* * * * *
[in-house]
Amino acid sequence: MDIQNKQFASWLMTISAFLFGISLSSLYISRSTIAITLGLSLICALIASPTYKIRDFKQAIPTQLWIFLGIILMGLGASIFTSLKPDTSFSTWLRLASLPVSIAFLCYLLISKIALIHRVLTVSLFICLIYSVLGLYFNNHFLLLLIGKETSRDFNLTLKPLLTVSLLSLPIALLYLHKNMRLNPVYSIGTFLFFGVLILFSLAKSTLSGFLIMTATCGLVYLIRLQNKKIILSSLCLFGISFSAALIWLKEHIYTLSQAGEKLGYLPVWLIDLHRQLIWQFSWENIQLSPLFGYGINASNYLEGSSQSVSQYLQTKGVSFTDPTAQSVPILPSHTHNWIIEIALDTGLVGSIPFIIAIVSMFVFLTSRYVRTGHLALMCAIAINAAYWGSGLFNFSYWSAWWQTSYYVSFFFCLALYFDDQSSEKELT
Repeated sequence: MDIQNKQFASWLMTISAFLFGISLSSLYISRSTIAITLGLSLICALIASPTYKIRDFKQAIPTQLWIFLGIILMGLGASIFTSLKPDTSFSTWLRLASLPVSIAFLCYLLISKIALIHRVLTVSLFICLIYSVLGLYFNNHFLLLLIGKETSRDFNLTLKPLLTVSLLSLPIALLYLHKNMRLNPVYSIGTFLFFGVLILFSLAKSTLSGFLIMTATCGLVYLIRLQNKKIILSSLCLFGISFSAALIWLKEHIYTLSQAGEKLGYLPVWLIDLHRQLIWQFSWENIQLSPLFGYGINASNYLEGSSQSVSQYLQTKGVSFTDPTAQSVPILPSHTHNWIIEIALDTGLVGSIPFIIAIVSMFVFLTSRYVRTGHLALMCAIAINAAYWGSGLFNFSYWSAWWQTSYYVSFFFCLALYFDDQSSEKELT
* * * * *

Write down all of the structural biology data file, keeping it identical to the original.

[in-house]
Amino acid sequence: MDIQNKQFASWLMTISAFLFGISLSSLYISRSTIAITLGLSLICALIASPTYKIRDFKQAIPTQLWIFLGIILMGLGASIFTSLKPDTSFSTWLRLASLPVSIAFLCYLLISKIALIHRVLTVSLFICLIYSVLGLYFNNHFLLLLIGKETSRDFNLTLKPLLTVSLLSLPIALLYLHKNMRLNPVYSIGTFLFFGVLILFSLAKSTLSGFLIMTATCGLVYLIRLQNKKIILSSLCLFGISFSAALIWLKEHIYTLSQAGEKLGYLPVWLIDLHRQLIWQFSWENIQLSPLFGYGINASNYLEGSSQSVSQYLQTKGVSFTDPTAQSVPILPSHTHNWIIEIALDTGLVGSIPFIIAIVSMFVFLTSRYVRTGHLALMCAIAINAAYWGSGLFNFSYWSAWWQTSYYVSFFFCLALYFDDQSSEKELT
Repeated sequence: MDIQNKQFASWLMTISAFLFGISLSSLYISRSTIAITLGLSLICALIASPTYKIRDFKQAIPTQLWIFLGIILMGLGASIFTSLKPDTSFSTWLRLASLPVSIAFLCYLLISKIALIHRVLTVSLFICLIYSVLGLYFNNHFLLLLIGKETSRDFNLTLKPLLTVSLLSLPIALLYLHKNMRLNPVYSIGTFLFFGVLILFSLAKSTLSGFLIMTATCGLVYLIRLQNKKIILSSLCLFGISFSAALIWLKEHIYTLSQAGEKLGYLPVWLIDLHRQLIWQFSWENIQLSPLFGYGINASNYLEGSSQSVSQYLQTKGVSFTDPTAQSVPILPSHTHNWIIEIALDTGLVGSIPFIIAIVSMFVFLTSRYVRTGHLALMCAIAINAAYWGSGLFNFSYWSAWWQTSYYVSFFFCLALYFDDQSSEKELT